Greece is the main country with sea turtles in Europe and Rethymnon has most of them. Crete says that in a recent survey 385 nests were found on just 10 km of Rethymnon beach, about four to five times the density of Chania or Messara Bay. You can volunteer for the group Archelon here or in a turtle hospital in Athens.

Katelois, Greece

The only sea turtles found in Europe are in Greece and Cyprus, euroturtle says. Loggerheads nest in Greece, Turkey and Cyprus while Green Turtles are mostly in Turkey and Cyprus. Katelois is one of the big nesting areas; a foundation has set up and environmental center that has volunteers patrol the beaches. So far they just recommend onlookers stay off the beach at night.

Ionian Sea

A biologist leads an educational trip through Responsible Travel to study sperm whales and the giant squid they eat.

Season: May, September

Species Seen: sperm whales

Bonus species: giant squid; common, bottlenose and striped dolphin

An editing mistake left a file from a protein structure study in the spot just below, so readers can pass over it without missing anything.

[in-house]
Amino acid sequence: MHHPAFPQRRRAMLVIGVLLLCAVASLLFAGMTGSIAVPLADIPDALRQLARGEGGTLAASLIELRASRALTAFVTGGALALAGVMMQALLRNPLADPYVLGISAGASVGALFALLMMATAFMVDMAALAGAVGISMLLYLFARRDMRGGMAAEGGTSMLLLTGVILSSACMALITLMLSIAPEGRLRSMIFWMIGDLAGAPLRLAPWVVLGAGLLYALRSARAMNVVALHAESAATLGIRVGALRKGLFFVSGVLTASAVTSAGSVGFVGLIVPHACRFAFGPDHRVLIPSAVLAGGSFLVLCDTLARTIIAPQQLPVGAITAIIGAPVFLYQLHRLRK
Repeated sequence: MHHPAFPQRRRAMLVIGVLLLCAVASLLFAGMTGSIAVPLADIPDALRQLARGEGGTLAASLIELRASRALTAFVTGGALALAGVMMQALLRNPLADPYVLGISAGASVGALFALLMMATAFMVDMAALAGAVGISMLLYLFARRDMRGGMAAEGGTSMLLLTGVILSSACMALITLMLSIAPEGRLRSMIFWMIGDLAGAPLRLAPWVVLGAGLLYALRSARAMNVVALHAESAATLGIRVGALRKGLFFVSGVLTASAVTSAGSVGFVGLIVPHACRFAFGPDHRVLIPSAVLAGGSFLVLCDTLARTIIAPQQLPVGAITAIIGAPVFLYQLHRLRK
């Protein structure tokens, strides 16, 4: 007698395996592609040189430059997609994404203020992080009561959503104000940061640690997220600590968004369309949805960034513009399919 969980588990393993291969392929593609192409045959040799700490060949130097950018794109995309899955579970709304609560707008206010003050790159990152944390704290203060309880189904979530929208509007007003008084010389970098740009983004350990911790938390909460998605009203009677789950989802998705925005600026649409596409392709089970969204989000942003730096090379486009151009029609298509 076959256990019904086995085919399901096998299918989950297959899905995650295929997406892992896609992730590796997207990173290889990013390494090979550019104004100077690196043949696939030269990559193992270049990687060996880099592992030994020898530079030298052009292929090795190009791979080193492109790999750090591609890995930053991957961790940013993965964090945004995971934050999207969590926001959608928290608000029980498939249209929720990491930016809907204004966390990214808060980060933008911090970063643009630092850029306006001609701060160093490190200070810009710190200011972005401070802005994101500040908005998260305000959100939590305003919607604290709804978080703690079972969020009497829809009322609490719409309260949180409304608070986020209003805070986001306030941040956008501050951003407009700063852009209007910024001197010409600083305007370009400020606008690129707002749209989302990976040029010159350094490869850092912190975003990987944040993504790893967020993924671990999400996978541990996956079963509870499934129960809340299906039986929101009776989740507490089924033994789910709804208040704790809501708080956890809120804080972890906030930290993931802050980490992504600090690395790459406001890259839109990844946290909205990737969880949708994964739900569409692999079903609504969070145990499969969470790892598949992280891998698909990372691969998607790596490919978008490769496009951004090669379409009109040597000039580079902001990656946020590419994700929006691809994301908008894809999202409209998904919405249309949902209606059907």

Zakynthos, Greece, is the 6th Ionian Island, gets mentioned in The Odyessy and is home to the Mediterranean monk seal, the most endangered animal in Europe and the rarest marine mammal. Thanks to hunting and fishermen killing them there are only 350-500 left and their population is disconnected. Bonus species: loggerhead sea turtles.


Reykjavík, Iceland

Reykjavík, Iceland, has so many whale watching boats you can pretty much turn up in the harbor to find one. They have 95% success. Some are fishermen when they aren’t taking you out. Many are tiny boats, so be prepared for sea sickness.
Species Seen: minke, blue, humpback whales, sei, fin and killer whales
Bonus Species: Puffin, white-beaked dolphin, porpoise
Elding – Reykjavík Whale Watching

Húsavík, Iceland

Húsavík, Iceland, considers itself the whale capitol of Europe.
The Húsavík Whale Museum is, predictably, pro-whaling.
Gentle Giants Whale Watching
North Sailing
Species seen: Killer, Blue, Minke, Dolphin

Hornbjarg, Iceland

If Iceland itself weren’t remote enough, go to its most difficult to reach part that reaches into the Arctic Circle, far away from the road that rings the country.

Hornstrandir Nature Reserve is best reached by boat. The puffins here are friendly because this the only place in Iceland they’re not hunted.